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Clashes erupted between protesters and police across Greece on Wednesday, local media reported, as thousands demonstrated against fascism after a leftist musician was murdered by a suspected neo-Nazi.
Police fired tear gas at groups of protesters in Athens, the northern city of Thessaloniki and in the western city of Patras, where the city centre remained sealed off.
The nationwide unrest was sparked by the death of Pavlos Fyssas, a 34-year-old left-wing hip hop singer, who was stabbed to death early on Wednesday morning outside a cafe in Keratsini, western Athens.
Some 5,000 demonstrators took to the streets of Keratsini in protest, according to a police source.
Police officers there fired volleys of tear gas at a group of protesters who pelted them with wooden sticks and stones, the state-run Athens News Agency said.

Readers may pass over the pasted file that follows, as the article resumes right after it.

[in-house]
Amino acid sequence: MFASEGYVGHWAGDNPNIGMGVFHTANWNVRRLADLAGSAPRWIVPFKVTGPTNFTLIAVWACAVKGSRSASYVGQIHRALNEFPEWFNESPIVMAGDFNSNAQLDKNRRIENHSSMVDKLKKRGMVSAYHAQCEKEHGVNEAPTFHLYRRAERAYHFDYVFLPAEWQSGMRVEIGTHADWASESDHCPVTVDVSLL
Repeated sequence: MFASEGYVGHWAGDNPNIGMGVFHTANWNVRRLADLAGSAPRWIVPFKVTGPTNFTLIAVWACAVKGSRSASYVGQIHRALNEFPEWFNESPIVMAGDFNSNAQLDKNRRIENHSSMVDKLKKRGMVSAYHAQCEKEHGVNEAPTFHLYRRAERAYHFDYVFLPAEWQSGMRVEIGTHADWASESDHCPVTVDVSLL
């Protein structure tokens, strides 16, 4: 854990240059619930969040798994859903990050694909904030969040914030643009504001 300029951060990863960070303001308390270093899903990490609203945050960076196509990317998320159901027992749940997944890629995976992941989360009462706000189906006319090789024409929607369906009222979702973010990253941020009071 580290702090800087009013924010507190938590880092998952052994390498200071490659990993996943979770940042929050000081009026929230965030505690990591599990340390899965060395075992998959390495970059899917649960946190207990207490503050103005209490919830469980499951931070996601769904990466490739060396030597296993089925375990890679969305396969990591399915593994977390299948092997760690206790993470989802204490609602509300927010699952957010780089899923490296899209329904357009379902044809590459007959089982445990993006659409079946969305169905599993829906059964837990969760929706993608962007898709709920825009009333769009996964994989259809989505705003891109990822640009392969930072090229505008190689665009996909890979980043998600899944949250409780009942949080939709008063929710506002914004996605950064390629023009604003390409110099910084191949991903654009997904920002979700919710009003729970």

Police also used tear gas in Thessaloniki, where some 6,000 people marched against fascism, after some protesters shattered shop windows.
In Patras, around 1,000 protesters threw rocks and molotov cocktails at police forces, who responded with tear gas. A retired police officer was injured in the scuffles, according to a police source.
A 45-year-old alleged member of the Golden Dawn neo-Nazi group was arrested at the scene of Wednesday's murder. Police say the suspect has confessed to stabbing Fyssas, who wrote music under the nickname Kilah P.
The suspect's wife was later also arrested for giving false evidence to police during the investigation.
Golden Dawn has denied any connection to the murder, which came a few days after a group of Communists were beaten by suspected neo-Nazis.
Government spokesman Simos Kedikoglou blamed the killing on Golden Dawn, condemning the group's "raw violence" and calling on other parties to "raise a barrier to the vicious circle of tension and violence".
Earlier on Wednesday, some 20,000 people marched in Athens, Thessaloniki and other cities in a separate protest against a government overhaul of the public sector.